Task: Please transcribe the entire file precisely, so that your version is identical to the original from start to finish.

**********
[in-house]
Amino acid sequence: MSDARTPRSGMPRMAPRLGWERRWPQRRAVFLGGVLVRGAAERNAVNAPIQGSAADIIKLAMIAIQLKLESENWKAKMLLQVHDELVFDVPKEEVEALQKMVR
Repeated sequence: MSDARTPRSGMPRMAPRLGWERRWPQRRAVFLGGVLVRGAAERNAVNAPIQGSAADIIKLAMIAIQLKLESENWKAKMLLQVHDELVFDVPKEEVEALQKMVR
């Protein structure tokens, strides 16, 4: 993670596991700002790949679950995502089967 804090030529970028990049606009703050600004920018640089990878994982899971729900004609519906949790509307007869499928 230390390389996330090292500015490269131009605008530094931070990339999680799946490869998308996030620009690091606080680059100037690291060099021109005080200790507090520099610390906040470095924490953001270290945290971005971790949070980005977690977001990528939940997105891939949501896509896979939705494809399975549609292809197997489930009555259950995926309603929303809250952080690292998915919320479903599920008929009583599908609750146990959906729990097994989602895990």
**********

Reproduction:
[in-house]
Amino acid sequence: MSDARTPRSGMPRMAPRLGWERRWPQRRAVFLGGVLVRGAAERNAVNAPIQGSAADIIKLAMIAIQLKLESENWKAKMLLQVHDELVFDVPKEEVEALQKMVR
Repeated sequence: MSDARTPRSGMPRMAPRLGWERRWPQRRAVFLGGVLVRGAAERNAVNAPIQGSAADIIKLAMIAIQLKLESENWKAKMLLQVHDELVFDVPKEEVEALQKMVR
């Protein structure tokens, strides 16, 4: 993670596991700002790949679950995502089967 804090030529970028990049606009703050600004920018640089990878994982899971729900004609519906949790509307007869499928 230390390389996330090292500015490269131009605008530094931070990339999680799946490869998308996030620009690091606080680059100037690291060099021109005080200790507090520099610390906040470095924490953001270290945290971005971790949070980005977690977001990528939940997105891939949501896509896979939705494809399975549609292809197997489930009555259950995926309603929303809250952080690292998915919320479903599920008929009583599908609750146990959906729990097994989602895990």